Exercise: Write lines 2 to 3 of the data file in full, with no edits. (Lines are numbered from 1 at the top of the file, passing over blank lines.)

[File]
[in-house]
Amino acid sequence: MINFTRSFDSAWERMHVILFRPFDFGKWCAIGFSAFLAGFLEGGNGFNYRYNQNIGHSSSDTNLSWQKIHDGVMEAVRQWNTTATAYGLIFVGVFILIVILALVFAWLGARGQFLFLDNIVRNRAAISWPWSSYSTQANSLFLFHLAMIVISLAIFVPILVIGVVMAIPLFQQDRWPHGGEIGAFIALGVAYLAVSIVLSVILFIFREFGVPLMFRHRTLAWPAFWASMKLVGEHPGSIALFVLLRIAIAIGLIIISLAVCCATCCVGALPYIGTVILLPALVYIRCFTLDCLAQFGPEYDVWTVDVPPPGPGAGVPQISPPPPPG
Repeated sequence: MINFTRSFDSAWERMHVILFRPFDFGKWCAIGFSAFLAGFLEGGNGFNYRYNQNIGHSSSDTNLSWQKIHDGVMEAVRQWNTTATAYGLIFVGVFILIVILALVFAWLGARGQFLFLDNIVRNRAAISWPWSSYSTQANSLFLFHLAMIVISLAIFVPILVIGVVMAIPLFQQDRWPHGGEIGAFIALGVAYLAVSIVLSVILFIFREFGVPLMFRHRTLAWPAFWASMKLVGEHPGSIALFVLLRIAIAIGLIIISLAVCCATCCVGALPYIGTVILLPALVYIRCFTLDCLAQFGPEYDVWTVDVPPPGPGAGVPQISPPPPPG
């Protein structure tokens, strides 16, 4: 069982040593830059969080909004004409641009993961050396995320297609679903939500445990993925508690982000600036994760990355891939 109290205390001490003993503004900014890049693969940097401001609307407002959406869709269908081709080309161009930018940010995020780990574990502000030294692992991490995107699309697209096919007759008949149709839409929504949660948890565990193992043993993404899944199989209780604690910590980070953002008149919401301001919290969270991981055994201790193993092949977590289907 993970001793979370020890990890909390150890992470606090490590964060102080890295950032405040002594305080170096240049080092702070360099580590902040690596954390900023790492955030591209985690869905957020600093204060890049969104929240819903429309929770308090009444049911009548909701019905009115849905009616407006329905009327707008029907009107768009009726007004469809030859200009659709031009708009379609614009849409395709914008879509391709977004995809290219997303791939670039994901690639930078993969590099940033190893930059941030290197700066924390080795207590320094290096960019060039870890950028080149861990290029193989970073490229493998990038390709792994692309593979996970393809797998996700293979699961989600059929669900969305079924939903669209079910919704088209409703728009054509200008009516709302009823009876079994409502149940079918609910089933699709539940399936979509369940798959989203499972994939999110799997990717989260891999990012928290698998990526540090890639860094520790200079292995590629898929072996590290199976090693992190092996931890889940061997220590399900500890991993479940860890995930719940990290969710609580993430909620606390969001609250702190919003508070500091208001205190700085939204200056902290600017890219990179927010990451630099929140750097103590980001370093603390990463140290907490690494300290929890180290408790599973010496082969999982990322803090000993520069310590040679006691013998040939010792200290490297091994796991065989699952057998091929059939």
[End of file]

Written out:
Amino acid sequence: MINFTRSFDSAWERMHVILFRPFDFGKWCAIGFSAFLAGFLEGGNGFNYRYNQNIGHSSSDTNLSWQKIHDGVMEAVRQWNTTATAYGLIFVGVFILIVILALVFAWLGARGQFLFLDNIVRNRAAISWPWSSYSTQANSLFLFHLAMIVISLAIFVPILVIGVVMAIPLFQQDRWPHGGEIGAFIALGVAYLAVSIVLSVILFIFREFGVPLMFRHRTLAWPAFWASMKLVGEHPGSIALFVLLRIAIAIGLIIISLAVCCATCCVGALPYIGTVILLPALVYIRCFTLDCLAQFGPEYDVWTVDVPPPGPGAGVPQISPPPPPG
Repeated sequence: MINFTRSFDSAWERMHVILFRPFDFGKWCAIGFSAFLAGFLEGGNGFNYRYNQNIGHSSSDTNLSWQKIHDGVMEAVRQWNTTATAYGLIFVGVFILIVILALVFAWLGARGQFLFLDNIVRNRAAISWPWSSYSTQANSLFLFHLAMIVISLAIFVPILVIGVVMAIPLFQQDRWPHGGEIGAFIALGVAYLAVSIVLSVILFIFREFGVPLMFRHRTLAWPAFWASMKLVGEHPGSIALFVLLRIAIAIGLIIISLAVCCATCCVGALPYIGTVILLPALVYIRCFTLDCLAQFGPEYDVWTVDVPPPGPGAGVPQISPPPPPG